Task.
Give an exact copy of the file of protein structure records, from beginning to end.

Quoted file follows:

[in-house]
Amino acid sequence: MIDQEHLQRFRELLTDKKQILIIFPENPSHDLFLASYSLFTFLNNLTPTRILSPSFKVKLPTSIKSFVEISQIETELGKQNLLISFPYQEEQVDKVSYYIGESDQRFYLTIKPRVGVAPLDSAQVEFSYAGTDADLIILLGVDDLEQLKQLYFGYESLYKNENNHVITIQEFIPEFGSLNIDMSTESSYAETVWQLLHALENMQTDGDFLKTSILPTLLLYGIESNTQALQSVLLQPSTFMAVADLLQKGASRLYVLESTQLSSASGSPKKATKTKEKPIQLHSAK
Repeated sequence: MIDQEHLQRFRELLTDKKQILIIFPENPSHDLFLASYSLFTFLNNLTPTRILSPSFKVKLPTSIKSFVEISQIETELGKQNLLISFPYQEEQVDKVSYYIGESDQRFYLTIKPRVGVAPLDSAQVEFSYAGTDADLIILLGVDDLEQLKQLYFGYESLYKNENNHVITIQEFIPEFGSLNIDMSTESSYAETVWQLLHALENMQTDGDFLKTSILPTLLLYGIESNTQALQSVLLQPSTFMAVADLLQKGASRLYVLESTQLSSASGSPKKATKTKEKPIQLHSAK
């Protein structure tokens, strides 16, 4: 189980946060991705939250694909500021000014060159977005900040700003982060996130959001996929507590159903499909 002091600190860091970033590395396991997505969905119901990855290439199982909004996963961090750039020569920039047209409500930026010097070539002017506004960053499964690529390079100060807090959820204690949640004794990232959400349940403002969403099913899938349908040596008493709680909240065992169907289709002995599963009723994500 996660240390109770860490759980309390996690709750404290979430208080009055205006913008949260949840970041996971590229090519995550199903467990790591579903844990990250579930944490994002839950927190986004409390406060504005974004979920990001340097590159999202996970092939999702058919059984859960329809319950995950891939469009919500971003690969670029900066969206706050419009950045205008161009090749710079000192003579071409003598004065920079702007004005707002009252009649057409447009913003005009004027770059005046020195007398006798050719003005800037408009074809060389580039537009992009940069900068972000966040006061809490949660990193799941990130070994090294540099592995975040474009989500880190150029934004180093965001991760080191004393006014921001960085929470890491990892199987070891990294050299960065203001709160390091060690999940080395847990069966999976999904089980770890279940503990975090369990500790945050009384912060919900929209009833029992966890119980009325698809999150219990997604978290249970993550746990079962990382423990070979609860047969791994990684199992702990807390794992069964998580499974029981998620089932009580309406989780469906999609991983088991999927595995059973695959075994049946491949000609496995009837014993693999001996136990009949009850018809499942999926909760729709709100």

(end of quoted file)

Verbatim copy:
[in-house]
Amino acid sequence: MIDQEHLQRFRELLTDKKQILIIFPENPSHDLFLASYSLFTFLNNLTPTRILSPSFKVKLPTSIKSFVEISQIETELGKQNLLISFPYQEEQVDKVSYYIGESDQRFYLTIKPRVGVAPLDSAQVEFSYAGTDADLIILLGVDDLEQLKQLYFGYESLYKNENNHVITIQEFIPEFGSLNIDMSTESSYAETVWQLLHALENMQTDGDFLKTSILPTLLLYGIESNTQALQSVLLQPSTFMAVADLLQKGASRLYVLESTQLSSASGSPKKATKTKEKPIQLHSAK
Repeated sequence: MIDQEHLQRFRELLTDKKQILIIFPENPSHDLFLASYSLFTFLNNLTPTRILSPSFKVKLPTSIKSFVEISQIETELGKQNLLISFPYQEEQVDKVSYYIGESDQRFYLTIKPRVGVAPLDSAQVEFSYAGTDADLIILLGVDDLEQLKQLYFGYESLYKNENNHVITIQEFIPEFGSLNIDMSTESSYAETVWQLLHALENMQTDGDFLKTSILPTLLLYGIESNTQALQSVLLQPSTFMAVADLLQKGASRLYVLESTQLSSASGSPKKATKTKEKPIQLHSAK
């Protein structure tokens, strides 16, 4: 189980946060991705939250694909500021000014060159977005900040700003982060996130959001996929507590159903499909 002091600190860091970033590395396991997505969905119901990855290439199982909004996963961090750039020569920039047209409500930026010097070539002017506004960053499964690529390079100060807090959820204690949640004794990232959400349940403002969403099913899938349908040596008493709680909240065992169907289709002995599963009723994500 996660240390109770860490759980309390996690709750404290979430208080009055205006913008949260949840970041996971590229090519995550199903467990790591579903844990990250579930944490994002839950927190986004409390406060504005974004979920990001340097590159999202996970092939999702058919059984859960329809319950995950891939469009919500971003690969670029900066969206706050419009950045205008161009090749710079000192003579071409003598004065920079702007004005707002009252009649057409447009913003005009004027770059005046020195007398006798050719003005800037408009074809060389580039537009992009940069900068972000966040006061809490949660990193799941990130070994090294540099592995975040474009989500880190150029934004180093965001991760080191004393006014921001960085929470890491990892199987070891990294050299960065203001709160390091060690999940080395847990069966999976999904089980770890279940503990975090369990500790945050009384912060919900929209009833029992966890119980009325698809999150219990997604978290249970993550746990079962990382423990070979609860047969791994990684199992702990807390794992069964998580499974029981998620089932009580309406989780469906999609991983088991999927595995059973695959075994049946491949000609496995009837014993693999001996136990009949009850018809499942999926909760729709709100």